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Peace activists mark 2,000th American military death in Iraq
By HOLLY RAMER
Associated Press Writer
Lara Grabazs participates in a vigil for the soldiers killed in the war in Iraq in front of the New Hampshire State House in Concord, N.H., Wednesday, Oct. 26, 2005. (AP Photo/Larry Crowe)
CONCORD, N.H. (AP) — Peace activists putting out a welcome mat for 2008 presidential hopefuls lined it with eight pairs of boots Wednesday, reminding would-be candidates of the eight New Hampshire soldiers who've died in Iraq.
Arnie Alpert, coordinator for the American Friends Service Committee, said New Hampshire's first-in-the-nation primary gives the state a special opportunity to urge leading politicians to end the war.
"Already we are awash in people testing the waters for the 2008 race," he said at a vigil the day after U.S. military deaths in Iraq reached 2000.
"This time around, they're coming at us from both political parties," he said, reeling off a list of politicians who have visited the state recently or are planning trips soon.
"We need to find these guys when they come to New Hampshire," he said. "We need to get them and tell them: Not one more death. Not one more dollar," he said.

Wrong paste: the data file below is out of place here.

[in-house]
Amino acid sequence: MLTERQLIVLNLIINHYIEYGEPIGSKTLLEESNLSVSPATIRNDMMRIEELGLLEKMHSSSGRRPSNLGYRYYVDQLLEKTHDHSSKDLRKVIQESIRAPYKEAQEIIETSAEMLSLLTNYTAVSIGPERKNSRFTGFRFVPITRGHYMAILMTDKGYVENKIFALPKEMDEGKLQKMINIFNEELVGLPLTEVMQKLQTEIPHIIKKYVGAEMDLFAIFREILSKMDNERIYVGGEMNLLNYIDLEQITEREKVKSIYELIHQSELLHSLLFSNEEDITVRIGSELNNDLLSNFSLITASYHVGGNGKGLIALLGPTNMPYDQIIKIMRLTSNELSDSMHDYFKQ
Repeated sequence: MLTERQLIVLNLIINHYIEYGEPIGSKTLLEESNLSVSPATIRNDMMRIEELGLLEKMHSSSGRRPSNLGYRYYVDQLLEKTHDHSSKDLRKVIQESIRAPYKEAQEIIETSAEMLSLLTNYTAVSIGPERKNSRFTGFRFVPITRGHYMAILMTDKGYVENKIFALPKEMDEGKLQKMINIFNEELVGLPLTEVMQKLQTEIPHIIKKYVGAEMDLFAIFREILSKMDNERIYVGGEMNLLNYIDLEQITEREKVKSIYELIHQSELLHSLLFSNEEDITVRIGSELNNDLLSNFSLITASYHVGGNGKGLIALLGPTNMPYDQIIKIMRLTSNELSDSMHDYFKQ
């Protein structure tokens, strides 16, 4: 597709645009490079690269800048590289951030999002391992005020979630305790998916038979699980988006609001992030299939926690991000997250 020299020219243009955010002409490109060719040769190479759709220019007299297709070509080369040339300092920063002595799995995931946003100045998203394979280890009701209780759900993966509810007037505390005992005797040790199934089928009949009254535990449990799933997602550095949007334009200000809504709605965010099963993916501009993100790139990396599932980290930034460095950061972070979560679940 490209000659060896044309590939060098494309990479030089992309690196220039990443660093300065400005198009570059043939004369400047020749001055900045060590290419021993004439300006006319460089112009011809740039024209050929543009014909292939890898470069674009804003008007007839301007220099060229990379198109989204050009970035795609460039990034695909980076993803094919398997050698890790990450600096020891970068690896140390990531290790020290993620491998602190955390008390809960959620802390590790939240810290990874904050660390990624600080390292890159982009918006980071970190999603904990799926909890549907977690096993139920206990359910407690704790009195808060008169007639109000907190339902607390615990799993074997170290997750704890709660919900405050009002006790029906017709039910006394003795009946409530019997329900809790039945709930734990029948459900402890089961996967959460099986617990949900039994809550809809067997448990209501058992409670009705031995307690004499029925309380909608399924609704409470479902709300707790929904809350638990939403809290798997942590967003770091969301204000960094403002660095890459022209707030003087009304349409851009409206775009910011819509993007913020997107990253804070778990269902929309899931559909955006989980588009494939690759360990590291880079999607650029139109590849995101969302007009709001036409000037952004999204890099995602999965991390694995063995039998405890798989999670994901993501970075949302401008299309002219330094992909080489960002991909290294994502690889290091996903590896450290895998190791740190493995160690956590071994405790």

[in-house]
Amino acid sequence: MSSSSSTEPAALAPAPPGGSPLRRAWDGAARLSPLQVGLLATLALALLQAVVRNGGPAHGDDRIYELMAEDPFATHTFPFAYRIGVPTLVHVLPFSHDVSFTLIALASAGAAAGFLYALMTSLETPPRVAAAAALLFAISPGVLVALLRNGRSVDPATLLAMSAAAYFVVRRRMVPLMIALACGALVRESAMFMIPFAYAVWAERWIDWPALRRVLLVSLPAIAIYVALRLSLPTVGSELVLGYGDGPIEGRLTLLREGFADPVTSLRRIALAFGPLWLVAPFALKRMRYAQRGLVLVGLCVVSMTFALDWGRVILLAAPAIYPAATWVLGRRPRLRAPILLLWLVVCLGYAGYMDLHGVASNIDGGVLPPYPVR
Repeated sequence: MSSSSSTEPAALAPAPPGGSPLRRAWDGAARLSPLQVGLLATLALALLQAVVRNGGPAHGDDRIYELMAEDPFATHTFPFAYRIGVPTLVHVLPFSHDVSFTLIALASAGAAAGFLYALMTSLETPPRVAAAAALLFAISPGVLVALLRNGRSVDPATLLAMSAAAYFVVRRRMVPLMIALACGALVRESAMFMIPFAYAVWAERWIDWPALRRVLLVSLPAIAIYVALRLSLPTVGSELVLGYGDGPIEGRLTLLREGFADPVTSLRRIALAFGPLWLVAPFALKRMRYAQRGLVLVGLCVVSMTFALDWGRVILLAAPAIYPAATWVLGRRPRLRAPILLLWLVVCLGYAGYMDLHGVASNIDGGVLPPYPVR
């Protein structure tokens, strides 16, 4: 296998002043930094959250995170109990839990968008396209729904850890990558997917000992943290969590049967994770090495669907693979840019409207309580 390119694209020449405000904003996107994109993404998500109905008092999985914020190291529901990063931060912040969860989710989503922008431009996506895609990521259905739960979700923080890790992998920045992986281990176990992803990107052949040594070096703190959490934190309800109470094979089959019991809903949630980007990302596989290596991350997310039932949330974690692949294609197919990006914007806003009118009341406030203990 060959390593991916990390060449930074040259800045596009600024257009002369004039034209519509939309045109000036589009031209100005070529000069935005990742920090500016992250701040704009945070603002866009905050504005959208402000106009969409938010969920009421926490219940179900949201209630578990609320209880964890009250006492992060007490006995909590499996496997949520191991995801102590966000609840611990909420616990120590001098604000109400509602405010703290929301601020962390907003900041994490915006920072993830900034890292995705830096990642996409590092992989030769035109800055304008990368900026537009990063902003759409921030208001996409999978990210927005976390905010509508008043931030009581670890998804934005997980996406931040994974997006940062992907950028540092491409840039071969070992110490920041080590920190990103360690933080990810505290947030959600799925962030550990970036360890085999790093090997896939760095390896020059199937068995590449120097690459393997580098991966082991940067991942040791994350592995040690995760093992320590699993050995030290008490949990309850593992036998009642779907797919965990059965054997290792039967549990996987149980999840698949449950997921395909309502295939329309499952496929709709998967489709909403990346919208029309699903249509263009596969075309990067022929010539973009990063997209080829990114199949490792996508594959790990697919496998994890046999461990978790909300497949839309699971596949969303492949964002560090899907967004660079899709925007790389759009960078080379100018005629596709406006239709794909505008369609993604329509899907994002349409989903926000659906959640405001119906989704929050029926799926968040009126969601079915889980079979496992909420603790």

About 150 people with candles and signs joined Alpert outside the Statehouse, where boots bearing the names of the New Hampshire soldiers were placed in front of a memorial to those who gave their lives in previous wars.
Kathryn Doyle, 27, of Concord, said she has been protesting the war in Iraq since before it began.
"I think it is unjust," she said. "I don't believe we're either helping the Iraqis or the American soldiers in battle... Just because we've been there so long doesn't make it right."
Anne Miller of New Hampshire Peace Action urged the crowd to pressure the state's Congressional delegation to cut off funding for the war and bring the troops home, "or they will have no hope of re-election."
"Congressional will is lagging behind the will of the people," she said.
The speeches were briefly interrupted by a passer-by who questioned whether any of the peace activists had served in the military.
"Are you going to be willing to strap on a gun when the terrorists come here?" he shouted.